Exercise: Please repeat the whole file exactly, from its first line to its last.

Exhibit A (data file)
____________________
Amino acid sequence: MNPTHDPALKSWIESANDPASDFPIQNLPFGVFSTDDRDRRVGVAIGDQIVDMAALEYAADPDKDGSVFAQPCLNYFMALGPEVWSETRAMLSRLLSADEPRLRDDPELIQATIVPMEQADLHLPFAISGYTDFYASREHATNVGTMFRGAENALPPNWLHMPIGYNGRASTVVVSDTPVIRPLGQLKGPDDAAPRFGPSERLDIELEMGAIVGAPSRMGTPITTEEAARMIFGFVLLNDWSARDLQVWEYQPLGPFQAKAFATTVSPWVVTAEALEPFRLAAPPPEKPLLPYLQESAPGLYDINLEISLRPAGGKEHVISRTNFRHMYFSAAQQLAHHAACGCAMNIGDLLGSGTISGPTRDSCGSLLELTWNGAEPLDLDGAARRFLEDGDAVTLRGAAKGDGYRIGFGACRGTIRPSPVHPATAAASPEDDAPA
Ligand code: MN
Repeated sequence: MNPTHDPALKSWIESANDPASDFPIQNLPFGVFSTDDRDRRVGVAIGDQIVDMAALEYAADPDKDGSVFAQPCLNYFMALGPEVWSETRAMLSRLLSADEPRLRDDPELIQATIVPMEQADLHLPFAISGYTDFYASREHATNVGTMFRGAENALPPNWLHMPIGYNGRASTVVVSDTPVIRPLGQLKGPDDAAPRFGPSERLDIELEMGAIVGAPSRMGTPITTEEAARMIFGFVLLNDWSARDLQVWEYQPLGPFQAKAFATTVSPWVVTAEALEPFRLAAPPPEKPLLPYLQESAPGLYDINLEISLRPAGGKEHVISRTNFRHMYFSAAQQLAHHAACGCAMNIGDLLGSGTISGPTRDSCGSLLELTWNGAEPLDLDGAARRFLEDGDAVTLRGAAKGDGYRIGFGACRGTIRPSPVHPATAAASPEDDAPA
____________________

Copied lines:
Amino acid sequence: MNPTHDPALKSWIESANDPASDFPIQNLPFGVFSTDDRDRRVGVAIGDQIVDMAALEYAADPDKDGSVFAQPCLNYFMALGPEVWSETRAMLSRLLSADEPRLRDDPELIQATIVPMEQADLHLPFAISGYTDFYASREHATNVGTMFRGAENALPPNWLHMPIGYNGRASTVVVSDTPVIRPLGQLKGPDDAAPRFGPSERLDIELEMGAIVGAPSRMGTPITTEEAARMIFGFVLLNDWSARDLQVWEYQPLGPFQAKAFATTVSPWVVTAEALEPFRLAAPPPEKPLLPYLQESAPGLYDINLEISLRPAGGKEHVISRTNFRHMYFSAAQQLAHHAACGCAMNIGDLLGSGTISGPTRDSCGSLLELTWNGAEPLDLDGAARRFLEDGDAVTLRGAAKGDGYRIGFGACRGTIRPSPVHPATAAASPEDDAPA
Ligand code: MN
Repeated sequence: MNPTHDPALKSWIESANDPASDFPIQNLPFGVFSTDDRDRRVGVAIGDQIVDMAALEYAADPDKDGSVFAQPCLNYFMALGPEVWSETRAMLSRLLSADEPRLRDDPELIQATIVPMEQADLHLPFAISGYTDFYASREHATNVGTMFRGAENALPPNWLHMPIGYNGRASTVVVSDTPVIRPLGQLKGPDDAAPRFGPSERLDIELEMGAIVGAPSRMGTPITTEEAARMIFGFVLLNDWSARDLQVWEYQPLGPFQAKAFATTVSPWVVTAEALEPFRLAAPPPEKPLLPYLQESAPGLYDINLEISLRPAGGKEHVISRTNFRHMYFSAAQQLAHHAACGCAMNIGDLLGSGTISGPTRDSCGSLLELTWNGAEPLDLDGAARRFLEDGDAVTLRGAAKGDGYRIGFGACRGTIRPSPVHPATAAASPEDDAPA